Tips to help patients save money on prescriptions

As a primary care doc, I have compiled several tips to help patients save money on prescriptions.

All the prices quoted in the following examples are from Costco.

1. Patient assistance programs (PAP). Try to get free meds from the pharmaceutical company that manufactures your medication. Most of the time this service is only offered if there is not a generic available for your medicine. I heartily recommend you check out NeedyMeds.org and see if a Patient Assistance Program (aka PAP) exists for your medication.

I like the NeedyMeds.org site a lot because, to my knowledge, it is not sponsored by Big Pharma, unlike some of the others. Of course, this means the site is not as slick-looking as AstraZeneca’s RxAssist.org or Merck’s PatientAssistance.com. I also like that NeedyMeds.org is more of a “one-stop shopping” experience, in that all the drug company PAP application forms are available at one site.

2. Pill splitting. No joke — this trick can save you  big money if you are willing to put up with the minor inconvenience of cutting your meds. The concept is that you buy a double strength dose of the medicine that you normally take, and then cut the pill in half to provide two doses for (roughly) the price of one.

Lipitor 20 mg, #30 tabs — $122/month OR

Lipitor 40 mg, #30 tabs –  $123 (but lasts for TWO months because you are taking a 1/2 tab per day) — $62/mo

But you first have to ask your doctor or pharmacist if it is safe to cut your medications. We also offer info on whether a pill is splittable on LesliesList.org Prescription Price Comparison search results’ pages. Usually coated pills, controlled-release pills and capsules may not be cut. Also, in order to cut pills as accurately as possible, I recommend that you purchase a pill-cutter from the pharmacy. Last time I asked they cost about two dollars and can be reused hundreds of times.

3. Mail-order pharmacies. Consider this option only if you have faith in your local mail service. There are some reader recommendations for mail-order pharmacies in the Community Section of LesliesList.org, but I cannot personally vouch for them, as I have no experience with them. If you decide to go this route there are quite a few “price-scraper” websites that do comparison pricing of online pharmacies for you. A couple of notables: PharmacyChecker.com and Pillbot.com.

Leslie Ramirez is an internal medicine physician and founder of Leslie’s List, which provides information that enables all patients, but especially the uninsured and underinsured, to find more affordable medications and health care services.

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  • Danimal

    Don’t forget the biggie — Walmart (et al)’s $4 prescription program. Docs just can’t keep track of what’s cheap where, so go in to your next appointment with a printout of the formulary, broken down by drug class. Ask your doc if one of those meds would work as well as your current.

  • BladeDoc

    #4 Ask if there is a med that is either AS effective but cheaper or ALMOST as effective but a lot cheaper. If people knew the absolute risk of some of the diseases that they take meds for they would be a lot less likely to pay a lot to prevent them. For a surgical example look at carotid endarterectomy for asymptomatic disease. When you talk to a patient you tell them it cuts the risk of stroke in half but the actual risk is 4% down to 1-2%. How many people would actually pony up even $10K for that benefit?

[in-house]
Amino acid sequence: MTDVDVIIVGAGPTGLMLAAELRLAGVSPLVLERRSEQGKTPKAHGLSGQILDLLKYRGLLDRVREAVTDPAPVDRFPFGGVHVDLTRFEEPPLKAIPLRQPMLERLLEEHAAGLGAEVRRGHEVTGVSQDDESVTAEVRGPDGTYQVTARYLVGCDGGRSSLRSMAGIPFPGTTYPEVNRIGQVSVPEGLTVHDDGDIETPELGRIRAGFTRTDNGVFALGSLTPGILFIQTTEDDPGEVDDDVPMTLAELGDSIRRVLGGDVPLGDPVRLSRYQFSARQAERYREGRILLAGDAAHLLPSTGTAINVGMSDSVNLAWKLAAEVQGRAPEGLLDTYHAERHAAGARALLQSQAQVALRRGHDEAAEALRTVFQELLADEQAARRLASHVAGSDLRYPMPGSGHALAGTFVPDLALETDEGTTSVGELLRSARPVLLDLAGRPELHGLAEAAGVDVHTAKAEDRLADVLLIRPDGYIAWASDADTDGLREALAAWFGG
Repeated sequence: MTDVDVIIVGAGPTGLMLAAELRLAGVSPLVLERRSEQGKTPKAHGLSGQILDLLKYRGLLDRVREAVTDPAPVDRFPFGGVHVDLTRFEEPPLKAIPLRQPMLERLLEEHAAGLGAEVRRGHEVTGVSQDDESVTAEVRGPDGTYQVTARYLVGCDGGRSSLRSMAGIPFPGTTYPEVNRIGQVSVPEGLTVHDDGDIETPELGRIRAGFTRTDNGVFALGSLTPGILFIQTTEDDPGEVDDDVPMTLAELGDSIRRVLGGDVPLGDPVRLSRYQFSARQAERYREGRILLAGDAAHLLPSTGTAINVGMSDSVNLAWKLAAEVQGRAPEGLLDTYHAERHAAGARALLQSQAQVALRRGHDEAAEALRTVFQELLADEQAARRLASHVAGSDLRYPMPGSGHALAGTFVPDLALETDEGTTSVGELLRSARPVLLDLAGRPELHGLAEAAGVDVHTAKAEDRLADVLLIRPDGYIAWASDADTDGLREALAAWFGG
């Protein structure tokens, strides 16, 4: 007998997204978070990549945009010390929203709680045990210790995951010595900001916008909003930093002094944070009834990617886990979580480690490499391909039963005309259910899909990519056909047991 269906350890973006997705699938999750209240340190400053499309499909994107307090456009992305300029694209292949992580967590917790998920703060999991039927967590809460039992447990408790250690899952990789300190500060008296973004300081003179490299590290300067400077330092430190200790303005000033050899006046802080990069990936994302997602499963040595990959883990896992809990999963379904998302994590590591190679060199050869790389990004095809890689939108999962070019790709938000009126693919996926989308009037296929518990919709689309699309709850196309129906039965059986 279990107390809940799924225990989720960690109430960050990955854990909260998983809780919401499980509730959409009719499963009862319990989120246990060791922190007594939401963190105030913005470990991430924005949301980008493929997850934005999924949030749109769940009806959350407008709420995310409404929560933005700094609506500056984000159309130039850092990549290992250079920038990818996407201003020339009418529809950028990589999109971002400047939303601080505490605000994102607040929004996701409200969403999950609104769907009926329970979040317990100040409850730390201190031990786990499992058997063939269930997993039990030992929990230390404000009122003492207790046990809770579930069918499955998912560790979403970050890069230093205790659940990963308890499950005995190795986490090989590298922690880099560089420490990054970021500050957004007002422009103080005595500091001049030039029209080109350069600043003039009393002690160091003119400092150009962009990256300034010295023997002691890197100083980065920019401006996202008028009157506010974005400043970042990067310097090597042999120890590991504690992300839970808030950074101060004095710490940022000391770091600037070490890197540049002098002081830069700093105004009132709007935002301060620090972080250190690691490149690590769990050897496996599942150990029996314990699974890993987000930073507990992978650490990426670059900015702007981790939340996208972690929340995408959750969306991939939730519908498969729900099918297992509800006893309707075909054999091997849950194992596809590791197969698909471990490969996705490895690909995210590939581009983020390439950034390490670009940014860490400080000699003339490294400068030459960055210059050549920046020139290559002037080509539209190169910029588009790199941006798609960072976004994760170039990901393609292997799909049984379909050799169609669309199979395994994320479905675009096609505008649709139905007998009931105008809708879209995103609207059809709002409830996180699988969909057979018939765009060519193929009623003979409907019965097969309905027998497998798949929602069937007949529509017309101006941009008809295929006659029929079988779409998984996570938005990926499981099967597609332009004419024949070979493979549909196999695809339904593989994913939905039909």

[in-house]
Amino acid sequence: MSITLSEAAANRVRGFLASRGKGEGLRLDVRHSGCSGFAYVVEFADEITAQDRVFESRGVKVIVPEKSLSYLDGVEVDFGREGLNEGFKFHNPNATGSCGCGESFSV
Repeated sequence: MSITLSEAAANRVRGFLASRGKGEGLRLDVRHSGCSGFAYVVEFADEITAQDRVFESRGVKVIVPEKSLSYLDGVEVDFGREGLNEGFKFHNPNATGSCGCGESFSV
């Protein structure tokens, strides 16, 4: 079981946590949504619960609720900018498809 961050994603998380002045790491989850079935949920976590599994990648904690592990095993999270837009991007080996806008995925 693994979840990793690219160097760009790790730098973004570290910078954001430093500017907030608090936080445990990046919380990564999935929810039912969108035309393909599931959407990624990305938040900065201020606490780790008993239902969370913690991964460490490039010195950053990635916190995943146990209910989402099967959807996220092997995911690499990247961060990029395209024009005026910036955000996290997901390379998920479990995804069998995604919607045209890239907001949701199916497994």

• ninguem

    Good work, Leslie. You do more constructive work for healthcare than Hillary and Obama put together.

  • http://www.stevebalt.com SteveBMD

    Be careful with Patient Assistance Programs. I have been told by representatives from two pharmaceutical companies (Pfizer and Astra-Zeneca) that medications they provide to patients free-of-charge (including samples AND PAPs) will be reported as “payments” to physicians under the Physician Payments Sunshine Act and will be posted on their web sites starting this summer.

    One rep even told me that doctors will be “taxed” on these “payments.” I find that incredibly hard to believe– and she most likely misspoke– but until I get clarification from any pharmaceutical company that I will not be taxed, I will not enroll my patients in PAPs.

  • doc99

    Besides WalMart, Target and Stop & Shop also have Generic Drug Plans.

  • charlie dickens

    Walmart’s drug list is increasing and the drugs are a great value! Cheaper than using a prescription plan from your insurance….

  • Finn

    If it’s not on one of these $4 generics list, try Costco. You don’t have to be a member to use the pharmacy & their prices are listed online.

  • ninguem

    Probably most people know this, but what the heck, it might help someone, so I’ll add this………

    The drug companies often price a drug the same price per pill, regardless of dose. Their cost is tooling-up the factory, regulatory, legal, distribution, and all that. By the time you’re done, the cost of the raw material of the drug is microscopic. So they just price all the pills the same price,

    If two bananas cost twice as much as one banana, you’d think the 20-mg pill would cost twice as much as the 10-mg pill. Sometimes, but often they’re the same price.

    Usually, it’s OK to split the pill and just take half. Ask the doc and the pharmacist if it’s OK. There are some drugs and pills where this is not a good idea.

    So, if you need a 10-mg pill, ask for a 20-mg pill and split it in half. You get the drug half price.

    Just reminded my own doc to do that with a medicine for my family member, last week. I’ve got a health savings account.

    • ninguem

      Sheesh, I can’t believe I missed that paragraph. I need glasses or somethin’

      You covered that. Never mind.

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